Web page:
Belmont Club

As Is, Where Is

Reuel Marc Gerecht has a new book which argues that Democracy will come to the Middle East, but only in Islamic or left-wing terms, since that is the intellectual heritage of the region. The book argues that “there are two powerful—likely unstoppable—democratic movements in the Middle East. One is from the left and comprehensible to any Westerner; the other, dubious and disorienting to Westerners, comes from the Islamic right. The author explains the importance of those countries, most notably Egypt, Turkey, Iran, and the United States, that hold the keys to the success or failure of democracy in the region. He tells why any legitimate form of government in the contemporary Arab Middle East must be complementary to the Prophet Muhammad’s legacy and the Holy Law—and speculates on what an Arab Islamic democracy might look like.”

People may not like the sound of that, but political crises, like a golf balls on the course, have to be played where they lie. The world must turn as we find it. It is a case of “as is, where is” with something more. For change to occur some element of the future must be added to the present.

The present trends are now being played out in real time across the region as Libya emerges “from its civil war with more than 300 militias and no political consensus on forming a national army, raising concerns that irregular, gun-toting groups could become entrenched and pose a long-term challenge to the government”. Libya is a perfect example of the missing Element X: even the inappropriateness of the notation. What government is there to speak of? A government consisting of 300 militias can hardly be in rebellion against itself nor can it raise arms against a nullity.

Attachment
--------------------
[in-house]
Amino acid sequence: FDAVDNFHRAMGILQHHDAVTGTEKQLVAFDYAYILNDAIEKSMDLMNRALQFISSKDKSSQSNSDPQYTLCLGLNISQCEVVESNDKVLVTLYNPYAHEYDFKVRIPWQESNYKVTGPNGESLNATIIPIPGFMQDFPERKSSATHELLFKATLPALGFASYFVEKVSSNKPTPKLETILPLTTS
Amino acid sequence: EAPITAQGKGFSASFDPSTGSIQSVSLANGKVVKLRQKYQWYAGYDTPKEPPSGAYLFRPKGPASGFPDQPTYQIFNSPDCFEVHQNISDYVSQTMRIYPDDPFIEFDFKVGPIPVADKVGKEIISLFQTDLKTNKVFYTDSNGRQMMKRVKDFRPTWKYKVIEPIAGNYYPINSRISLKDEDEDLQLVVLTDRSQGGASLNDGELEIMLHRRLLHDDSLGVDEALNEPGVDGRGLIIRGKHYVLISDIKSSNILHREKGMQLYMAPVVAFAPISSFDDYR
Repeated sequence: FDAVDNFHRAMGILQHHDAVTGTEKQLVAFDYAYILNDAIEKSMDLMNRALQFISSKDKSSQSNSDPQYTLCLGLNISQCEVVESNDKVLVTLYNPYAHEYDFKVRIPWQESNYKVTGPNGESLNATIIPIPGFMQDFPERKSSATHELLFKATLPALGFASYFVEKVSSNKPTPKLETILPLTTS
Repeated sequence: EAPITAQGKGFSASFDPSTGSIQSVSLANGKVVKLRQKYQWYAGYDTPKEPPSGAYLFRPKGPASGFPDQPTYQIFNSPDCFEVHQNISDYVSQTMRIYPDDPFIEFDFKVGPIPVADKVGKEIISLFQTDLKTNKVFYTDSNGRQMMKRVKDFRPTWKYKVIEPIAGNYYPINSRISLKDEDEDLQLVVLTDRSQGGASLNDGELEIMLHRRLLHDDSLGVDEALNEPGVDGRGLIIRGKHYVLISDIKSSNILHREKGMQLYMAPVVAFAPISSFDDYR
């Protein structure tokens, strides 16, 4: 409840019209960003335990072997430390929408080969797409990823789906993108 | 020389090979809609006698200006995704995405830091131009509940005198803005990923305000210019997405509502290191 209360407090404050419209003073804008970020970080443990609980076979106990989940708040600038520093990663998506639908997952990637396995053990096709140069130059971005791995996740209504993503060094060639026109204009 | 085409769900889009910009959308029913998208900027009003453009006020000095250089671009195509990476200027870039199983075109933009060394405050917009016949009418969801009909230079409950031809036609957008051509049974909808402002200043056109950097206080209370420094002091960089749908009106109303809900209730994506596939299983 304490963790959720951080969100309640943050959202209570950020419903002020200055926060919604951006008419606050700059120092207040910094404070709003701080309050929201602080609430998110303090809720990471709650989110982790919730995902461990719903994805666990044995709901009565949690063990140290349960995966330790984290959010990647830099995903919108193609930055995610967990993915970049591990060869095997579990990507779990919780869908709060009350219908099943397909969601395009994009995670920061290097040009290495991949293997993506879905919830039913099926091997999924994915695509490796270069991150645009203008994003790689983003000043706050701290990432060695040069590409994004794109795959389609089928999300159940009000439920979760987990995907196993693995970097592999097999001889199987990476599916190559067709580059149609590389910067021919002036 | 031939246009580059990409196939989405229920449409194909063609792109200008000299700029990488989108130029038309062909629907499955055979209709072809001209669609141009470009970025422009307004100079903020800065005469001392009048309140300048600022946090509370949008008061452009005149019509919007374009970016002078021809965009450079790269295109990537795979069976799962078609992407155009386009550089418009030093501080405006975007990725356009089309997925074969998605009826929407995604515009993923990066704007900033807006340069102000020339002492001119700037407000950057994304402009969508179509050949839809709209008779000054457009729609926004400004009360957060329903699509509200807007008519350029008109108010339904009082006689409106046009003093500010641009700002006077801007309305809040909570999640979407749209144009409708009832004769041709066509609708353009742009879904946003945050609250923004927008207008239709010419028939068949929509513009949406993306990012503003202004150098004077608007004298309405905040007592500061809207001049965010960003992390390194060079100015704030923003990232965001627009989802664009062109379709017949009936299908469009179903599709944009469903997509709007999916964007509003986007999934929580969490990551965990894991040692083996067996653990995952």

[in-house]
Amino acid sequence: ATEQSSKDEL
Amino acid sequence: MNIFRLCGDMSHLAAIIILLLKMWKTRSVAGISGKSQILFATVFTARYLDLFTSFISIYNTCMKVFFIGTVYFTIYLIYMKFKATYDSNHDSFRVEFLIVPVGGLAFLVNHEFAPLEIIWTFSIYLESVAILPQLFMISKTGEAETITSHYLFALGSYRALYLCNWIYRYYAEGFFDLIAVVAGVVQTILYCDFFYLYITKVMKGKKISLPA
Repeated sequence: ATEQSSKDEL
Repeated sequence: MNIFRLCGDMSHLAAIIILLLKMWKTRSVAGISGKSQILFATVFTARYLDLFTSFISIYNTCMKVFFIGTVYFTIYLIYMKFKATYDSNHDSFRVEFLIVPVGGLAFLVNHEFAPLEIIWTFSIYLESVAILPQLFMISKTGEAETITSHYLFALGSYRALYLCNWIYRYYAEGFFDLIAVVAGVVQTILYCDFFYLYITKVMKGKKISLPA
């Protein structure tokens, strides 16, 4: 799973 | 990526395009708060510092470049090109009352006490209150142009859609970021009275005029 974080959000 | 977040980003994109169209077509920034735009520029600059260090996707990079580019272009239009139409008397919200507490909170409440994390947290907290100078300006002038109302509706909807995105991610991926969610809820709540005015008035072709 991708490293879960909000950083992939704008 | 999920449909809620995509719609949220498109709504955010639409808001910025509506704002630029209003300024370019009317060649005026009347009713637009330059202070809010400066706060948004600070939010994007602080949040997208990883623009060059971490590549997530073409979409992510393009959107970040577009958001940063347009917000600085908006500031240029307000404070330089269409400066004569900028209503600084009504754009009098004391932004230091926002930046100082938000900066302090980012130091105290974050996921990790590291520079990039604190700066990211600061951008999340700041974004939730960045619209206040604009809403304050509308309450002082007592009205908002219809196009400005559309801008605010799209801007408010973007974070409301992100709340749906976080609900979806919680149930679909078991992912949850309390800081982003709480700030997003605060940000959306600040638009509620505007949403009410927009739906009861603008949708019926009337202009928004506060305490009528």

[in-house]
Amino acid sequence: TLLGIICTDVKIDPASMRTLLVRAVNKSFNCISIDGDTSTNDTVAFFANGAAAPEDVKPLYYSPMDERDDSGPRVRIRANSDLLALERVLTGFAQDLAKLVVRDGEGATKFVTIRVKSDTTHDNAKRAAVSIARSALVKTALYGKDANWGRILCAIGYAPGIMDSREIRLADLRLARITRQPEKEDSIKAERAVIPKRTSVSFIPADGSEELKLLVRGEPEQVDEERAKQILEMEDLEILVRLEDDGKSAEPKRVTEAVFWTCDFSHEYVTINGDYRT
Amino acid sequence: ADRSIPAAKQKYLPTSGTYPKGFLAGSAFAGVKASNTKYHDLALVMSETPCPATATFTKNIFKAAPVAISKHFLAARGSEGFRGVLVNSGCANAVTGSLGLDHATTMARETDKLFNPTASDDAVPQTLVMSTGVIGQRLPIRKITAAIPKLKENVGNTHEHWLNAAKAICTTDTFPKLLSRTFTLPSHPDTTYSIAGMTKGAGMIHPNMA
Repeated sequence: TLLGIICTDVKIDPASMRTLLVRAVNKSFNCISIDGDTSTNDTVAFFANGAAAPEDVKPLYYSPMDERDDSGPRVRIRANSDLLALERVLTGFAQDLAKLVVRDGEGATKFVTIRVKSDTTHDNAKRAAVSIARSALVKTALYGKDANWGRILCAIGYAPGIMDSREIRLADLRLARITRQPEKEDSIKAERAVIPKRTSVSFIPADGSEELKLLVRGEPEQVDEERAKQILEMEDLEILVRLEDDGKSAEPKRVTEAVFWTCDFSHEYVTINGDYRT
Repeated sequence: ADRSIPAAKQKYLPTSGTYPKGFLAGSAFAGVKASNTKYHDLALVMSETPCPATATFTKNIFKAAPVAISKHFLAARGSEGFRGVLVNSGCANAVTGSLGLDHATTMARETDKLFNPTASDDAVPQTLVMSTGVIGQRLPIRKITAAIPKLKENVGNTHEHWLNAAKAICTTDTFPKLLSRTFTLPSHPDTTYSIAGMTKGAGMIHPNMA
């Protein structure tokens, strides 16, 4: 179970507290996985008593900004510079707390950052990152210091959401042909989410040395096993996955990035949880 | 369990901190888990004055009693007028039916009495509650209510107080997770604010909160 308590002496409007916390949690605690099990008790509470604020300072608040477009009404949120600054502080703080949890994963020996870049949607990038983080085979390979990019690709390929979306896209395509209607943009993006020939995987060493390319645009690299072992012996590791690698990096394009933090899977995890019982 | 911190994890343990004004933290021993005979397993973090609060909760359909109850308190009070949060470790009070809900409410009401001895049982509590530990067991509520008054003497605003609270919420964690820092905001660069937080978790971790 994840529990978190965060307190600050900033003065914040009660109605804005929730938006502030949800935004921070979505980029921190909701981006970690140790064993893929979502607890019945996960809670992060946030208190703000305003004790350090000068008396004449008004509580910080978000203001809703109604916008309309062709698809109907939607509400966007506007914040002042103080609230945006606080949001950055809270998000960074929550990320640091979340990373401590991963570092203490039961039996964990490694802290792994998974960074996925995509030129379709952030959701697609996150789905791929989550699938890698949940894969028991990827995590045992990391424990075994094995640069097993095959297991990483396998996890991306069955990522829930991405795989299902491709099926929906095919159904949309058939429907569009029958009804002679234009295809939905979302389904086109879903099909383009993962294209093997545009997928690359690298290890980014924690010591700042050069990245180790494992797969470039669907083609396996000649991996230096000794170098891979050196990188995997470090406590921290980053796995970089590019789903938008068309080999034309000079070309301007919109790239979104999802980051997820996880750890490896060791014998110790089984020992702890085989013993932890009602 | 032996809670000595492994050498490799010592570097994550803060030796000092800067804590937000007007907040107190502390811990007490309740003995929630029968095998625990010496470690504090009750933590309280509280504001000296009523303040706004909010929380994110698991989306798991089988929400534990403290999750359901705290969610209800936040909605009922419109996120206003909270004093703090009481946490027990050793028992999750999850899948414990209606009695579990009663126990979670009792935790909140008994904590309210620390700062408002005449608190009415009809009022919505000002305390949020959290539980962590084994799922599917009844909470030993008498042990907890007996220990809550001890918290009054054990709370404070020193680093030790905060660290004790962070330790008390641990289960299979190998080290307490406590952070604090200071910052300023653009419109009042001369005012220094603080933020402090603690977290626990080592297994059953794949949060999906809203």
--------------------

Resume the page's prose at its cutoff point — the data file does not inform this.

Previous posts have argued that regime change has now become much easier than nation-building. Taking down dictators with modern American weaponry is comparatively simple; it is creating stable, democratic successor regimes which is hard.

Reining in the militias is crucial to restoring order after the fighting between NATO-backed revolutionaries and loyalists of longtime dictator Moammar Gaddafi, diplomats say. NATO officially ended its operations in Libya on Monday night, giving the country full responsibility for its own security. …

“The danger is that you have young men returning from battle, bored and with a newfound sense of regional identity and personal pride,” said a Western official in Tripoli, who was not authorized to comment on the record.

One thing’s for sure. The region could use a lot of reining in. The NYT says that Syria has now resorted to kidnapping dissidents in Lebanon. “In closed-door testimony before the Lebanese Parliament in October, the head of the Internal Security Forces, Gen. Ashraf Rifi, said Syria was behind … kidnappings and presented a detailed report with license plate numbers, cellphone records and statements from witnesses that he said implicated Lebanese security officers and tracked the cars to the Syrian border.” That is all to the good, but the practical problem is that the United States is at present the only power supplied with reins.

Syria has a long history of meddling in Lebanon with impunity, and occupied it militarily until 2005, when it was accused of involvement in the assassination of a former Lebanese prime minister, Rafik Hariri. General Rifi’s report suggests that Syria can still reach across the border to repress dissent, with the aid of members of Lebanon’s security forces, its former client.